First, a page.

Billed as a modern ghost story, You Came Back by Christpher Coake is the tale of Mark Fife who, finally rebuilding his life after the death of his young son, Brendan, and the collapse of his marriage to Chloe, is suddenly confronted by the possibility that the spirit of his son might never have left their former home.

Seven years after Brendan’s death, Mark has finally pulled himself into manageable shape with a successfull job and a beautiful girlfriend, Allison. His relationship with his father, Sam, and his best friend, Lew, are back to normal and finally he can feel his life slotting back into place. Until one day, the current tenant of his former family home contacts him to say her son has seen Brendan’s ghost. This revelation shatters Mark’s carefully reconstructed life, dragging him back into his tortured relationship with his ex-wife and the weight of guilt both still carry. Torn by his desire and fear of finding out whether Brendan has really come back, Mark must find the strength to keep his sanity and his precious new life from fracturing.

Coake does a pretty good job exploring the psychological effect of such a revelation on Mark’s fragile mind from his still tenuous relationships with the people in his life. You Came Back is well-written and easy to read. Mark is an ordinary man with an ordinary job and social circle. He may not be the life and soul of the party but he has people around him who love him. And he confronts his dilemma in a way that probably most people in his position would: with a lot of soul searching. But Mark does come across as slightly weak and pathetic (I wanted to give him a good slap on many occasions) and I felt sorry for his girlfriend, Allison, especially when she realises that there are still unresolved issues from Mark’s former life.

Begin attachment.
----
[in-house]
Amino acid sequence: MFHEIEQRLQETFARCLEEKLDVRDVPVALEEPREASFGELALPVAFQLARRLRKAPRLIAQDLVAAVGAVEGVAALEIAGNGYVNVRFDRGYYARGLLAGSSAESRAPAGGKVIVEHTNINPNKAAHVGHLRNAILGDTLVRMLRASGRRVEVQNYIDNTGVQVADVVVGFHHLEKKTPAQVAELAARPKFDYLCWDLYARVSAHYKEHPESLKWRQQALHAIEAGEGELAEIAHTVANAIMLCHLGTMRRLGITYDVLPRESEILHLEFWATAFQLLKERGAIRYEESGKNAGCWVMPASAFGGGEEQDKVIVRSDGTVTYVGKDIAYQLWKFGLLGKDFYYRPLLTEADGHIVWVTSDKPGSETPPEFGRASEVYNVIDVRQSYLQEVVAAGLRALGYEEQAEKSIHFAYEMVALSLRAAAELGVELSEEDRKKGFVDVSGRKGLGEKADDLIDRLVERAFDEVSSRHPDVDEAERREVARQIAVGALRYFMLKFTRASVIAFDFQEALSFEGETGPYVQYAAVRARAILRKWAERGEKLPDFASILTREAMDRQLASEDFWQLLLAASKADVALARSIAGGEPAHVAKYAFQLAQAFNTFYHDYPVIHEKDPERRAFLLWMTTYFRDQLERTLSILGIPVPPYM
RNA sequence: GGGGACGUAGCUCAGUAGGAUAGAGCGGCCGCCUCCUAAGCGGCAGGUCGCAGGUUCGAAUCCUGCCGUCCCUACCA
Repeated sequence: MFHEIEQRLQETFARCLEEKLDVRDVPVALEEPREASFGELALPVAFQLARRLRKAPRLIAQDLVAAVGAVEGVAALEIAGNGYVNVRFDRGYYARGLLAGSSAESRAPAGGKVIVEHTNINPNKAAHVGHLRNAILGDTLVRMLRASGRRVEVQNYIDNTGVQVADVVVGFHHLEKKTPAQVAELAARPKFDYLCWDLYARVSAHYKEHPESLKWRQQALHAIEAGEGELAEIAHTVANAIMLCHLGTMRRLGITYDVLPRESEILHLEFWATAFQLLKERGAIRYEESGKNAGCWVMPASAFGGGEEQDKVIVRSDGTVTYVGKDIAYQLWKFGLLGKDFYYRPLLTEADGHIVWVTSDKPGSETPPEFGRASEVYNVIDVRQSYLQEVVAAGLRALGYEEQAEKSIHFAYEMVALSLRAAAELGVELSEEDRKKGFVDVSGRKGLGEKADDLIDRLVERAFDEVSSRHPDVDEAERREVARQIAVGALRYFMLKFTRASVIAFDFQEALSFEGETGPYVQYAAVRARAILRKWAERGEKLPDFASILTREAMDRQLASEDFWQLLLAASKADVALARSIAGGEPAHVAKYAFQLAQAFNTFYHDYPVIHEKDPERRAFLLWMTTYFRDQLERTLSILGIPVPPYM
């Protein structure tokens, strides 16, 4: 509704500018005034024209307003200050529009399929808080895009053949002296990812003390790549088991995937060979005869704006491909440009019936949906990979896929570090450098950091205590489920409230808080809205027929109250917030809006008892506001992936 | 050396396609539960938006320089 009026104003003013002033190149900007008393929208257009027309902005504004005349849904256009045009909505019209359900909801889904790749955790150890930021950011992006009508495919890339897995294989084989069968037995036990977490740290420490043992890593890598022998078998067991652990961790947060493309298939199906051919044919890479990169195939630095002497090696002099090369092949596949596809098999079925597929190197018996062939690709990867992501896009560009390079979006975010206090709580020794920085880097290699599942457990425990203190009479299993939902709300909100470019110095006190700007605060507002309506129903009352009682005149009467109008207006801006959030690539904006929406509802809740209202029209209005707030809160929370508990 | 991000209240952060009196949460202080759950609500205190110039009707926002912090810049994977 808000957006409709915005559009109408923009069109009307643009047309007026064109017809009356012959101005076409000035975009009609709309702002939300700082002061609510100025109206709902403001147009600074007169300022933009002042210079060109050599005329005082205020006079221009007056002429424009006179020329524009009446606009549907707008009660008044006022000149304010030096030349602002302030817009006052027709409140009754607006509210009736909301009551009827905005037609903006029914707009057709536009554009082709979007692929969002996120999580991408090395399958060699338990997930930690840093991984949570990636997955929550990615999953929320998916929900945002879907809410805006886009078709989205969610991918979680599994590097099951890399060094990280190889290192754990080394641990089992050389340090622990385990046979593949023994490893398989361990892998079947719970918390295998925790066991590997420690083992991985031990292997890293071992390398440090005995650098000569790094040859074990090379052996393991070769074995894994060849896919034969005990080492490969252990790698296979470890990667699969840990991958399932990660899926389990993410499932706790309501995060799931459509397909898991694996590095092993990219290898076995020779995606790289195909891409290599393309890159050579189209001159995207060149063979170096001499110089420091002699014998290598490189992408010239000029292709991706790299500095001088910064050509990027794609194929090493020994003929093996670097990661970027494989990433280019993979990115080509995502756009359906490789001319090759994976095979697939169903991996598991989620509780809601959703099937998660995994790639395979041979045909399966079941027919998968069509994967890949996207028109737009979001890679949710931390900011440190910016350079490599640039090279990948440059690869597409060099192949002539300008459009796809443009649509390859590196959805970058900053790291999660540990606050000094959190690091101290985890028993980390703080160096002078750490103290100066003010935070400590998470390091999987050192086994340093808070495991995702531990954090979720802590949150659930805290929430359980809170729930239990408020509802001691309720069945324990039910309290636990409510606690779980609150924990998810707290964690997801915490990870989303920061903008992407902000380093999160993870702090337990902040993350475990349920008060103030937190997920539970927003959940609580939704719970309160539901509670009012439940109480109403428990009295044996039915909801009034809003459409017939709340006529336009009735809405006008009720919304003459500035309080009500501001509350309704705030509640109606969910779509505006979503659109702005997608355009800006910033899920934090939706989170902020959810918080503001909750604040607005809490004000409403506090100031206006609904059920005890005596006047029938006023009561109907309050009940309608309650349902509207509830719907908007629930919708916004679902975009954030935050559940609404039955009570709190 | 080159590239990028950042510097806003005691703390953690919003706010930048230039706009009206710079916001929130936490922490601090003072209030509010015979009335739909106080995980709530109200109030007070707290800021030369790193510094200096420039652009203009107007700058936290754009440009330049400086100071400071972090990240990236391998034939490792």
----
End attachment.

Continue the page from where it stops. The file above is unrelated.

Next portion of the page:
The main problem with this novel is that it seems rather confused, like its protagonist, about whether it wanted to be a psychological thriller or not. To me, it felt as though I was promised a ghost story. And yes, we aren’t sure until the end. But the end fell rather flat and I felt robbed. I may have been expecting more of a horror story than a psychological study, but that is probably more due to my own personal expectations.

Coake was selected as one of Granta’s Best Young American Novelists in 2007 and has written a book of short stories, We’re In Trouble, which I wouldn’t mind perusing.

I’d like to thank Penguin Books for kindly sending me a copy of You Came Back to review.